42
Reference book
NOTE graphics used in this lecture are from
chapters in this book
43
Why study this?
  • Fishery biologists ask questions that are related
    to location
  • Fish abundance, growth, survival catch rates vary
    across locations
  • How do landscape conditions influence these
    factors
  • Human barriers, land use impacts, etc

44
Fisheries data in GIS format
45
How GIS can be useful to a fisheries biologist
  • Overlay coverages to find emerging patterns
  • Analyze buffers
  • What are the attributes at a particular location
  • Which areas or features meet a set of criteria
  • What spatial patterns exist in the data
  • Ask what if questions in modeling efforts

46
Applications in rivers and streams
  • Linear habitat features
  • Streams drain watersheds
  • Spatial interconnectedness of the aquatic and
    terrestrial systems
  • Mapping and modeling fish habitats and
    distributions
  • Mapping watershed land uses and their impacts on
    habitats and fish populations

nested
47
Applications in rivers and streams
48
Applications in rivers and streams
49
Applications in reservoirs
  • Example questions GIS can help answer
  • What bottom topography is associated with
    spawning habitat?
  • Which areas have a slopelt 5 and gravel
    substrate?
  • Do fish use areas more during periods of higher
    inflows or water levels?
  • How much spawning habitat is lost if the water is
    drawn down 9 feet?

50
Applications in lakes
51
Marine applications
52
Applications in aquaculture
  • Worlds fastest food growing sector
  • Must address the sustainability for and
    consequences of aquaculture
  • Has spatial elements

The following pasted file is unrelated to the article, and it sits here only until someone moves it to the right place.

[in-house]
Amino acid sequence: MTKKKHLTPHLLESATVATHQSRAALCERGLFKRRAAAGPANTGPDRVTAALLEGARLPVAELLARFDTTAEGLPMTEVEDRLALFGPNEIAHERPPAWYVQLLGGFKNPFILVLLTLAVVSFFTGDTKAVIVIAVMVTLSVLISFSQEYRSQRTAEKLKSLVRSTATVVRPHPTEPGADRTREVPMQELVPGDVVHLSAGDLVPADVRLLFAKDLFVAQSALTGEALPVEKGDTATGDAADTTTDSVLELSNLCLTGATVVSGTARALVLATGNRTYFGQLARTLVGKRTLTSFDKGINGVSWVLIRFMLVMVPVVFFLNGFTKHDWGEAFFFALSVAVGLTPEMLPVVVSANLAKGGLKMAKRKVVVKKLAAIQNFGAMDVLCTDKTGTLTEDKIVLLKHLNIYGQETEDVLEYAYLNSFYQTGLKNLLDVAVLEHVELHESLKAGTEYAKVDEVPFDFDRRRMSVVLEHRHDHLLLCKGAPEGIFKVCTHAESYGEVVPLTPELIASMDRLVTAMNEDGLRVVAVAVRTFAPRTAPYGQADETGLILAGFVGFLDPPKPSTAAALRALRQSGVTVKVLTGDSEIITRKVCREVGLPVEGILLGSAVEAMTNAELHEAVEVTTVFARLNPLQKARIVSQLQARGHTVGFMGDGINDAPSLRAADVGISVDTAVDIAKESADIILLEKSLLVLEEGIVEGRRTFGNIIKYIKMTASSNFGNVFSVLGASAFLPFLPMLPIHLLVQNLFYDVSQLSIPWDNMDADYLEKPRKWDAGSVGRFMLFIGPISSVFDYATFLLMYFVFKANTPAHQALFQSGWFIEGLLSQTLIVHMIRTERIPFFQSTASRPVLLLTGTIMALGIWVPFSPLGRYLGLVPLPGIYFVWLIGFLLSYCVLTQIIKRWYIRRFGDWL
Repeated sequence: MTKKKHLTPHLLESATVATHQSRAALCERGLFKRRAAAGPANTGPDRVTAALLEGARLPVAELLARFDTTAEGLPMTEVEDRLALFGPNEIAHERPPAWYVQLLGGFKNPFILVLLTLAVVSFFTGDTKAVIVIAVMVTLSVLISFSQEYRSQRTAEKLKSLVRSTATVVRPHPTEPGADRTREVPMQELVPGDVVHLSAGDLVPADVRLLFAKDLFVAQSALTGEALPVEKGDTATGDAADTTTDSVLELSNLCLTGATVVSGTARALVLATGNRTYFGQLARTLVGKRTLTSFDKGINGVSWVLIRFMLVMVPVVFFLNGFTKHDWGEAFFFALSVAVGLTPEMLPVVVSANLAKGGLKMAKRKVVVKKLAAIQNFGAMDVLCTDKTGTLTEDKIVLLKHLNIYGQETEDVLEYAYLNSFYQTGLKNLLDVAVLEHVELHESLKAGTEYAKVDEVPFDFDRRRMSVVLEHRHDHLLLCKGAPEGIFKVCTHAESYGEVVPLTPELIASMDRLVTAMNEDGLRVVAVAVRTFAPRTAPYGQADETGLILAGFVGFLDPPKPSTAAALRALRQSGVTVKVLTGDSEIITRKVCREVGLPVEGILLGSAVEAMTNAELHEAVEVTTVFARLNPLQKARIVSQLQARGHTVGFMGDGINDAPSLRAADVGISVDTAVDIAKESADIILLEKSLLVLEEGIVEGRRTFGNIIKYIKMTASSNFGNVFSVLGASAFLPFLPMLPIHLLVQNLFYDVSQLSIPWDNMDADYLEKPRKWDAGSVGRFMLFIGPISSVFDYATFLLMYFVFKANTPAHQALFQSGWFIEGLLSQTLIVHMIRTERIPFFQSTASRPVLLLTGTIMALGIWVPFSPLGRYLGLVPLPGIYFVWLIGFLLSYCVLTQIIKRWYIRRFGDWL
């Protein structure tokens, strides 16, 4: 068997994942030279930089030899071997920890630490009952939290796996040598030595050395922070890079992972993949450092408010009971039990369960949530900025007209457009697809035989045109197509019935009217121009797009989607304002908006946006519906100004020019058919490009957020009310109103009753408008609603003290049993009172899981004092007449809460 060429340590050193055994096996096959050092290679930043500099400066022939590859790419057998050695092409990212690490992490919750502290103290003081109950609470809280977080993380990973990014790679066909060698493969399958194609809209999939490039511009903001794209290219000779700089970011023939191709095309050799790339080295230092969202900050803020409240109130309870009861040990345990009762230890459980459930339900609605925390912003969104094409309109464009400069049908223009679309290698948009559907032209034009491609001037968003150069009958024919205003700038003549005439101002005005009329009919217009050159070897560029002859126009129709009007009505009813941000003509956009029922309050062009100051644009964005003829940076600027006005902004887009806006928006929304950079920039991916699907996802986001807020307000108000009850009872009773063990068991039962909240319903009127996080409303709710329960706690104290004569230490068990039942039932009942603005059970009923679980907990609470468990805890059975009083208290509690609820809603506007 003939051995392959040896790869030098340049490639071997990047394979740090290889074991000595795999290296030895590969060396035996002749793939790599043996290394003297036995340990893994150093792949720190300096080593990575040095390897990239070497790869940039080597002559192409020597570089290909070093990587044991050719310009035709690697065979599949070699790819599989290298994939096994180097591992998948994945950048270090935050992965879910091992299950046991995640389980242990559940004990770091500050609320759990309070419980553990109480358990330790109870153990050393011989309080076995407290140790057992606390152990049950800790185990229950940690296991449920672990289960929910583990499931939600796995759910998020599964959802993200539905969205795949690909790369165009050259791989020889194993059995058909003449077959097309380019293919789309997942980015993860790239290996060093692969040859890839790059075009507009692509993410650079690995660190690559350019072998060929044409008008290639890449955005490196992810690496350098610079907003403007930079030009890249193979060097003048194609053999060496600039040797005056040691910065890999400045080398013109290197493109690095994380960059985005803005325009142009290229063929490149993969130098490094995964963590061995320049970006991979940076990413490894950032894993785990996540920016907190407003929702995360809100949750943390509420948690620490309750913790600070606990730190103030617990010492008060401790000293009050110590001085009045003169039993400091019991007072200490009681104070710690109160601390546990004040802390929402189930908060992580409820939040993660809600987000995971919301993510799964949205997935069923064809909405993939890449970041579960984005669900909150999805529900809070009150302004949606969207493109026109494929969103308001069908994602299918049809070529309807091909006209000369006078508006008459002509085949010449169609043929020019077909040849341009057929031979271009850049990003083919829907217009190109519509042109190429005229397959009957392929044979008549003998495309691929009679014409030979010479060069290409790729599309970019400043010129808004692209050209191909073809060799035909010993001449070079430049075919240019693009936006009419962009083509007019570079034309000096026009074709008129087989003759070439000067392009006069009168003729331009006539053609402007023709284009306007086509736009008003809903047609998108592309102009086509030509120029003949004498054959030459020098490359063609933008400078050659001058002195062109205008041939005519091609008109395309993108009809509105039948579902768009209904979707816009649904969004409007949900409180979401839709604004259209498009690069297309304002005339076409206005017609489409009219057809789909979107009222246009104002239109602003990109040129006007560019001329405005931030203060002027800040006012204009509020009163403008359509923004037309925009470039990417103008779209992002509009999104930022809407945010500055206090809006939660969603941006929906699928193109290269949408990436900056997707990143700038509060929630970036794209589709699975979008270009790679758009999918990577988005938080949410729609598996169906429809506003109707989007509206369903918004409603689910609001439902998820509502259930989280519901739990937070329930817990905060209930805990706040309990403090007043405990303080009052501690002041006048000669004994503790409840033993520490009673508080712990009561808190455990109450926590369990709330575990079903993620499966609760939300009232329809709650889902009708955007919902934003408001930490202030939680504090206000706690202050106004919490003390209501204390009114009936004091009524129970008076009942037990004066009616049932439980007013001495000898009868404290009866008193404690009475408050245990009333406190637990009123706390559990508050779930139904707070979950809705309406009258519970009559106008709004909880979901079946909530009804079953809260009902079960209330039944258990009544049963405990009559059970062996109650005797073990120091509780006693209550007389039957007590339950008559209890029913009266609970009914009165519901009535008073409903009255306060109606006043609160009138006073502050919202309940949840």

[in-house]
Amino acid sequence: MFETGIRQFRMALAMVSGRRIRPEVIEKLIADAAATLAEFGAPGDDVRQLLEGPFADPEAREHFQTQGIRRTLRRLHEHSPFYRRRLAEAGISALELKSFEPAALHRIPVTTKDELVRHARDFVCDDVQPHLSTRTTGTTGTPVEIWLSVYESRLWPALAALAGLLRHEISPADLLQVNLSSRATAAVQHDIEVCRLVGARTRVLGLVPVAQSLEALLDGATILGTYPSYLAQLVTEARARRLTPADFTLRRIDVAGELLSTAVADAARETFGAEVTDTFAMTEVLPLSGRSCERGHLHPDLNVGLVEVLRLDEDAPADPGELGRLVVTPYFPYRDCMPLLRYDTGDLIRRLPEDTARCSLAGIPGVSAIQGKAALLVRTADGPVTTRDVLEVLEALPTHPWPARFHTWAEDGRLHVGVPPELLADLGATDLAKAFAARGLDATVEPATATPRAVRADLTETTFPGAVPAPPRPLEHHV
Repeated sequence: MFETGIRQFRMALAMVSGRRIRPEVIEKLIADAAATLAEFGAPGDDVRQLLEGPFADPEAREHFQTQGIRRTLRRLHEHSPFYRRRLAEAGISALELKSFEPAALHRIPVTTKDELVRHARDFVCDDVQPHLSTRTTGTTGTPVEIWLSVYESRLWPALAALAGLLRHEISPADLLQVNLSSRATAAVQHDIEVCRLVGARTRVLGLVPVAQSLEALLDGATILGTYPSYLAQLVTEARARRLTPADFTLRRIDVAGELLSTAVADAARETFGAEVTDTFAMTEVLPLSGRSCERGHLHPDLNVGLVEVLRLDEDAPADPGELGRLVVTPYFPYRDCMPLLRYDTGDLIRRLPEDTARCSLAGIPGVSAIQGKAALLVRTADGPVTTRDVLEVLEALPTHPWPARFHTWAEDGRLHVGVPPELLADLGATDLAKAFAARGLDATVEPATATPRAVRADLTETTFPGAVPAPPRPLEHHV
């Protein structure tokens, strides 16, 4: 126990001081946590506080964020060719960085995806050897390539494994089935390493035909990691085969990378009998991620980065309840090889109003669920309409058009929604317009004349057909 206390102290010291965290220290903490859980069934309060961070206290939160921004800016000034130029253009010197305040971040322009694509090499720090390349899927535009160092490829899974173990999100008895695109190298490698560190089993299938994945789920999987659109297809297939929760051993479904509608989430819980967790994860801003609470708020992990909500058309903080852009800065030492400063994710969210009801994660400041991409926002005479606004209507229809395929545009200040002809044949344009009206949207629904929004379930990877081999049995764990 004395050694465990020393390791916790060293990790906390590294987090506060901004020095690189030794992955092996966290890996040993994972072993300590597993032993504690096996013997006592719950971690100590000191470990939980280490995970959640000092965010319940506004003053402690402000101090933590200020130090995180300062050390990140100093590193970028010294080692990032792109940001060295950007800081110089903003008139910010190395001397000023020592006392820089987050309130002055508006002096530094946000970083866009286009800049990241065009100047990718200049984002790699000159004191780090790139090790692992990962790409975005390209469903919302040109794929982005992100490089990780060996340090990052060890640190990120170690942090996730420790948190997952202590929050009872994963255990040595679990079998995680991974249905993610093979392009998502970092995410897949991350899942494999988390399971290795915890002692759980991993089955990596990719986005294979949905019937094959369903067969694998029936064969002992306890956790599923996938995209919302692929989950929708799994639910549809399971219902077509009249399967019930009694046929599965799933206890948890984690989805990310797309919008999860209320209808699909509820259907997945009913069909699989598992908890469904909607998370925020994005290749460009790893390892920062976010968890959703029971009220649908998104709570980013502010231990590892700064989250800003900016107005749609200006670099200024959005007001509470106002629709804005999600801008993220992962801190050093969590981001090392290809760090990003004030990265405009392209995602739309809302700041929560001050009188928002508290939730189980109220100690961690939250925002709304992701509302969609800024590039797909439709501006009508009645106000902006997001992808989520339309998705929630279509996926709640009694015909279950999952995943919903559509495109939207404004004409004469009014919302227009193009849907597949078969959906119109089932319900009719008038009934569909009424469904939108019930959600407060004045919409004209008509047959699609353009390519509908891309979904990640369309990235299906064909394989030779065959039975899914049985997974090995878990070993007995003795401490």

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Objectives of the CSI
  • Analyze the status of native salmonids
  • Facilitate protection, restoration,
    reintroduction, and monitoring efforts
  • Using
  • Population integrity
  • Habitat integrity
  • Future security

Within historic range
55
Challenge
  • How to best conserve trout and salmon?
  • How to synthesize a myriad of population and
    habitat information collected at various temporal
    and spatial scales?
  • Complex mix of agency priorities, jurisdictions,
    and data availability
  • How to distribute results effectively?

56
Primary questions
  • What is the range-wide status of each species?
  • What are the primary existing threats to
    populations and habitats?
  • How secure are populations and habitats from
    likely future threats?
  • Where, from a broad-scale perspective, should we
    focus our limited conservation resources?
  • How do we measure the success of our conservation
    investments?
  • How does the status of multiple taxa compare and
    contrast across their respective ranges?

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Future of GIS in fisheries
65
Future of GIS in fisheries
  • More uniformity or cohesion of methods and
    standards
  • More user friendly software
  • 3d and 4d models
  • Data distribution through the internet
  • Integration with spatially explicit population
    dynamic models
  • More remote sensing instruments to get depth,
    temperature, channel units wood debris, etc.
  • Periodic classifications for change detection

66
And lastly.
  • Commitment by fisheries community to invest in
    data, technology, and training for students and
    professionals